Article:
- Astronomers discover an exoplanet orbiting 40 Eridani star – exactly where Spock’s home planet lies.
- The planet has 8.4 times the mass of Earth and an orbital period of 42 days.
- It revolves too close to its host stars, which can be seen with the naked eye.
We all are familiar with character Spock in the Star Trek series and his home planet Vulcan. In 1991, Gene Roddenberry (producer of Star Trek Universe) predicted that 40 Eridani (HD 26965) is Vulcan’s home star.
Although different stars had been mentioned in the movies and original TV series, Roddenberry and his co-authors stated that 40 Eridani A was the most likely locale of Vulcan. Since the star is more than 4 billion years old, any planet revolving around it would have had enough time for superlogical being (like Spock) to evolve.
Now, researchers at the University of Florida have discovered an interesting exoplanet using a 130 cm telescope (Dharma Endowment Foundation Telescope) in Arizona. It is nearly twice as big as Earth and has an orbital period of 42 days. The planet has a gaseous atmosphere and is too close to its host star to be extremely hot.
Started in 2016, the Dharma Planet Survey looks for exoplanet-induced wobbles within 160 light-years. The telescope’s spectrograph can compute radial velocities down to 1 m/s, which allows it to detect lighter planets orbiting close to their host stars.
Vulcan And Its Home Star
40 Eridani is a triple stellar system (where each star orbits the system’s center of mass), and the newly discovered exoplanet orbits the primary star of the system. Situated at more than 16 light-years from Sun, it’s so bright that one can obverse it from Earth with the naked eye.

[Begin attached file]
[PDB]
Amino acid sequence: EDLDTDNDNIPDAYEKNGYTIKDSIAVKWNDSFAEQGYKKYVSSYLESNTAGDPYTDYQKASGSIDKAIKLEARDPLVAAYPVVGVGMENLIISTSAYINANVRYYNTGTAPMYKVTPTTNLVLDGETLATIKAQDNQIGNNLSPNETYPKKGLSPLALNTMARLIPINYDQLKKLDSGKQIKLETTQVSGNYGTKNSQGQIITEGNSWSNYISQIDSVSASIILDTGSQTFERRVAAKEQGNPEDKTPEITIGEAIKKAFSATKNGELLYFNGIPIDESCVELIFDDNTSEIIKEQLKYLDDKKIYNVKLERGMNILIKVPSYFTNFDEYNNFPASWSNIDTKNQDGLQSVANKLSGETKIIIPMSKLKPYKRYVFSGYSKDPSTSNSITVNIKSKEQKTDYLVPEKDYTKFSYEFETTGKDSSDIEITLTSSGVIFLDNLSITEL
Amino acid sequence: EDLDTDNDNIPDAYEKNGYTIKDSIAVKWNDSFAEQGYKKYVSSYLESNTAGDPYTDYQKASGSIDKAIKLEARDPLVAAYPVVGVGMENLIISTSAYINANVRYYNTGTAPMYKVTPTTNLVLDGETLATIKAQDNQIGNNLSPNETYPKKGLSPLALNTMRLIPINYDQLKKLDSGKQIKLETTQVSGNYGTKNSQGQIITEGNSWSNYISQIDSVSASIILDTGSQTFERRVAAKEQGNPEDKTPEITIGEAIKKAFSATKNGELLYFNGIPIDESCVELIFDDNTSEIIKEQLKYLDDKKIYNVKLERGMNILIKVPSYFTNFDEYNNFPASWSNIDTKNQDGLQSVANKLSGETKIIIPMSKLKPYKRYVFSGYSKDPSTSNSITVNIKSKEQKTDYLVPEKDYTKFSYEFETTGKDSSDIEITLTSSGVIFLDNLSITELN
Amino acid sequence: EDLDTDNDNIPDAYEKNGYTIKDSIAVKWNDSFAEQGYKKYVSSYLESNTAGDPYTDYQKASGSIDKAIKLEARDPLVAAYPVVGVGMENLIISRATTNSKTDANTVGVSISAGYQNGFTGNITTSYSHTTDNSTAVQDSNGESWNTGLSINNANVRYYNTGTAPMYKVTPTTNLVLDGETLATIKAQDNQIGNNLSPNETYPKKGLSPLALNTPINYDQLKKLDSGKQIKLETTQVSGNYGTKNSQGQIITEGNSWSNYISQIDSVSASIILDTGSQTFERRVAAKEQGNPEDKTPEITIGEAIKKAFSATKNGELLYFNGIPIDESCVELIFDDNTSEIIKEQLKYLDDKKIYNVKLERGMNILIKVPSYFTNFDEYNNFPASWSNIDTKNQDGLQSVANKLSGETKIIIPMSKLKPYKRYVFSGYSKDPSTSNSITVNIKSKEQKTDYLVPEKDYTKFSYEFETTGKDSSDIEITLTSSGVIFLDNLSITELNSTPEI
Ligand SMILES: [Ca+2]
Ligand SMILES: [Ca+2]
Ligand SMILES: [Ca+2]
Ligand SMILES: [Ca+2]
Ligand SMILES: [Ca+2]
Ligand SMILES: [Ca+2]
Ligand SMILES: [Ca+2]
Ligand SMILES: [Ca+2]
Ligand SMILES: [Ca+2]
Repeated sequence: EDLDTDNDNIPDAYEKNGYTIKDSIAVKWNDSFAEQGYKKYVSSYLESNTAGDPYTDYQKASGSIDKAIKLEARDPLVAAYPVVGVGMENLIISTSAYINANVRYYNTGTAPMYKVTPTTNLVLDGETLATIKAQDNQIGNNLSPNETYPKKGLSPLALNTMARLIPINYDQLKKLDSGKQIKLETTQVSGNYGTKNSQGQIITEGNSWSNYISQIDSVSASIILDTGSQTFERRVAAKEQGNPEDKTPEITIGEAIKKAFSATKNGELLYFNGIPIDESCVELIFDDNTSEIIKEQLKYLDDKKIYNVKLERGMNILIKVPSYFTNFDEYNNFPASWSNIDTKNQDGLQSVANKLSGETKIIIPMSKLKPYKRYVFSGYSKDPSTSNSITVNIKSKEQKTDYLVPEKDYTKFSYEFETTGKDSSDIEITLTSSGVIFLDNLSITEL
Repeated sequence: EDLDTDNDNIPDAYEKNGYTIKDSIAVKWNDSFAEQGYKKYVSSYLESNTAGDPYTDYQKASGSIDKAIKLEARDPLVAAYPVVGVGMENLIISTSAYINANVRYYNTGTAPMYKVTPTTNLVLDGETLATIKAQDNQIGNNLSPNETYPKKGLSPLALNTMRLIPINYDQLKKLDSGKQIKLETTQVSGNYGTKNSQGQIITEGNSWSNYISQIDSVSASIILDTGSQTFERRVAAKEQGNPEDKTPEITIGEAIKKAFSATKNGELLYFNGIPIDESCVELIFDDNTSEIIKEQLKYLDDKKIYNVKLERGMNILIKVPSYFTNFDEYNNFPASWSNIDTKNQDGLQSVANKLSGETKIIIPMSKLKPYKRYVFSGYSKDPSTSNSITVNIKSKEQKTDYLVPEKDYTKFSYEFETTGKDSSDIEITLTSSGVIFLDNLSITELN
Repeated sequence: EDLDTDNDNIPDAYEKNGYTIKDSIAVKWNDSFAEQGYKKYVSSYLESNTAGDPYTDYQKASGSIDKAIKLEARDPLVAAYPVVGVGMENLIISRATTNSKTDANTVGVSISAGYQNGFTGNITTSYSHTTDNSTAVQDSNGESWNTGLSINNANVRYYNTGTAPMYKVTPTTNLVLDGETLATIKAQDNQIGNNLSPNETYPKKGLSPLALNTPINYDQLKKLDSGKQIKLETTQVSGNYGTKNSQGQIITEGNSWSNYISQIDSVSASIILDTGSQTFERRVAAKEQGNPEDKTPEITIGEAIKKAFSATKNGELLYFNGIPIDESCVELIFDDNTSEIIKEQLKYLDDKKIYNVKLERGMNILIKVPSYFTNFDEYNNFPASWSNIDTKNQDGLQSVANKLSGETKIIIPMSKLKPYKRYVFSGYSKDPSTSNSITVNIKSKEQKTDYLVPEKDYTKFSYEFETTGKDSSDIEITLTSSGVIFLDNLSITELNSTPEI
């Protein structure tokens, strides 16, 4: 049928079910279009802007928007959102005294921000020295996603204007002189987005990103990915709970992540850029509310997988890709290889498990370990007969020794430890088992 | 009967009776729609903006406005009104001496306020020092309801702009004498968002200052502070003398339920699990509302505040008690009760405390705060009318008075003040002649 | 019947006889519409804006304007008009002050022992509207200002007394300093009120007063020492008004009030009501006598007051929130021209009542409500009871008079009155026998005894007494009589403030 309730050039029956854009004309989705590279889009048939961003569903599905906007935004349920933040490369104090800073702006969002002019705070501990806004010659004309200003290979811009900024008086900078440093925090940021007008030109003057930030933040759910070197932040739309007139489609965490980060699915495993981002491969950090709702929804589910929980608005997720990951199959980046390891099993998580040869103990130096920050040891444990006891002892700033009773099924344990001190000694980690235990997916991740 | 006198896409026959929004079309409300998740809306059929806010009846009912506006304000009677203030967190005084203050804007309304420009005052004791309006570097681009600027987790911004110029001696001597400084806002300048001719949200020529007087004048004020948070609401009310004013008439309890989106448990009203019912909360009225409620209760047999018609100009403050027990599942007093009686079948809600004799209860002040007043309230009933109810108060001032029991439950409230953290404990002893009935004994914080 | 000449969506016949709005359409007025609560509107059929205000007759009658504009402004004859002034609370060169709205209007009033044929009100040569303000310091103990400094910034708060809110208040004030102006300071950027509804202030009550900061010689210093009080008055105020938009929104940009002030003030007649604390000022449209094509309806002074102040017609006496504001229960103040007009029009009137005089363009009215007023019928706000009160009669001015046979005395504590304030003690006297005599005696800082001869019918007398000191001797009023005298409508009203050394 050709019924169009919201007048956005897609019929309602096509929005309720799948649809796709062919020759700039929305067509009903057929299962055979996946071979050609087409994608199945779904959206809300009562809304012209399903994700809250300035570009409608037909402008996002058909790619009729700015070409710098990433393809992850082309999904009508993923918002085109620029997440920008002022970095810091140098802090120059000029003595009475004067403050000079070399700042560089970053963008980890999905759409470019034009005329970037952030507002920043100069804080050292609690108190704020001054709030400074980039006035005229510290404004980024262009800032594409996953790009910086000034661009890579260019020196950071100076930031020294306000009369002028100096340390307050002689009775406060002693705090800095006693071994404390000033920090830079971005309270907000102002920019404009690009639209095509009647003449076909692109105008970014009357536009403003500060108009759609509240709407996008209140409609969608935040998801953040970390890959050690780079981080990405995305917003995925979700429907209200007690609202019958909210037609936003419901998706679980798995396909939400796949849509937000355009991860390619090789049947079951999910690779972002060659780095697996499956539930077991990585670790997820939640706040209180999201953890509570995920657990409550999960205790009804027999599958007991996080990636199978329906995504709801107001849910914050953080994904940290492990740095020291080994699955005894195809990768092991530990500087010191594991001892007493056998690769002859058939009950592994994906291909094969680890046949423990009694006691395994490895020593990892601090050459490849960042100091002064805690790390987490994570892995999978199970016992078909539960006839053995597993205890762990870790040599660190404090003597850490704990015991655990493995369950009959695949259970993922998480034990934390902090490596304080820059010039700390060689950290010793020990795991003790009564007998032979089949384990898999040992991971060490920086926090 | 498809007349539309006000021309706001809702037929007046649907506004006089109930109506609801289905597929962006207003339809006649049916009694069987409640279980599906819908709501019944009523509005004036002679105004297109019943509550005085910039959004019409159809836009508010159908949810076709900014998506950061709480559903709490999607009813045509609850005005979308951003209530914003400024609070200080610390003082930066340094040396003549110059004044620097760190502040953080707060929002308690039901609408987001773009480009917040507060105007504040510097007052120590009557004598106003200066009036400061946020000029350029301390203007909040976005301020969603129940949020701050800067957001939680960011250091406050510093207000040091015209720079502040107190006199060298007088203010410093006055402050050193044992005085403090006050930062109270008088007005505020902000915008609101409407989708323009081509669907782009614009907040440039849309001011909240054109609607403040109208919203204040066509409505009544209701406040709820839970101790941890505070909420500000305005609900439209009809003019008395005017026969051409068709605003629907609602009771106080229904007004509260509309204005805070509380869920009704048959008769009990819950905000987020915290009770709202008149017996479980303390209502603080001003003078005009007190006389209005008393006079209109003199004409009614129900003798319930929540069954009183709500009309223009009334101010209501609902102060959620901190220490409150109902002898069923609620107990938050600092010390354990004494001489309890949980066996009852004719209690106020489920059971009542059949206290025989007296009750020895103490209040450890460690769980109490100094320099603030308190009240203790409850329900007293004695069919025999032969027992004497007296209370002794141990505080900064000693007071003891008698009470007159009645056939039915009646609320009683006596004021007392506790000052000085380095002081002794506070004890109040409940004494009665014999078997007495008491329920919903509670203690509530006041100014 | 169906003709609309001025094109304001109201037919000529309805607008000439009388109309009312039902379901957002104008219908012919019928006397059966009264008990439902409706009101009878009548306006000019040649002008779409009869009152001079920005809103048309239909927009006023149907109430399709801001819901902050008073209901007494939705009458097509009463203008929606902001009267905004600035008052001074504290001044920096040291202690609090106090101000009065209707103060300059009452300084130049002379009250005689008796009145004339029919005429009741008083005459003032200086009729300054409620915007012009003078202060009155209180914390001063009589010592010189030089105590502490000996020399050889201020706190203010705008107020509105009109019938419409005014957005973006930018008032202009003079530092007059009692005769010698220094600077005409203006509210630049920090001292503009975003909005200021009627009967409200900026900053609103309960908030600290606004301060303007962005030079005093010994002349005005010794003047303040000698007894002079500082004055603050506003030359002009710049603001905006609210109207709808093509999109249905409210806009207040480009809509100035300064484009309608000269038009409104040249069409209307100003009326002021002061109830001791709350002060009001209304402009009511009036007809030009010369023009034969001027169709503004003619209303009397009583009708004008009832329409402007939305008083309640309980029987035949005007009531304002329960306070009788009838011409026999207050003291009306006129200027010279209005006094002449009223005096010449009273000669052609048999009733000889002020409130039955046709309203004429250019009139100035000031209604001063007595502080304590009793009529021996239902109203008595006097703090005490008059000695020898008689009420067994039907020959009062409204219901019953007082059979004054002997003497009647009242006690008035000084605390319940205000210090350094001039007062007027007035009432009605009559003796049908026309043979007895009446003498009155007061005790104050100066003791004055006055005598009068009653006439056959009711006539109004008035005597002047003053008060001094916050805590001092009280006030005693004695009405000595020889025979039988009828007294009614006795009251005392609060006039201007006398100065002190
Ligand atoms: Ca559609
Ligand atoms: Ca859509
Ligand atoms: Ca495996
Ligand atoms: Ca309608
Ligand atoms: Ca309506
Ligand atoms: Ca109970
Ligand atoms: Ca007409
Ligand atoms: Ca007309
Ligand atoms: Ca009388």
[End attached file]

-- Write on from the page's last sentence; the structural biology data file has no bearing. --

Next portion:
Unlike the host stars of many of exoplanets discovered to date, you can point out Spock’s homeland on a clear night. The star is nearly as old as our Sun, but less massive and slightly cooler. Also, it has a magnetic cycle of 10.1 years, which is nearly identical to the Sun’s 11.6-year sunspot cycle.
Finding exoplanets through the radial velocity method and regularly monitoring their transit window is the most successful approach for detecting bright stars with transiting planets, which are useful for exoplanet atmospheric analysis.
Artistic impression of Vulcan (left) | Credit: Don Davis/University of Florida
The survey done so far will provide a homogeneous dataset to constraint formation models of lighter exoplanets with periods not more than 450 days. Also, the study offers a better technique to investigate lighter exoplanets nearby FGKM dwarfs compared to Doppler surveys.
This new finding shows that completely dedicated telescopes featuring most accurate radial velocity, high-cadence readings in the coming years will continue to play a crucial role in the search of super-Earth like planets orbiting nearby stars.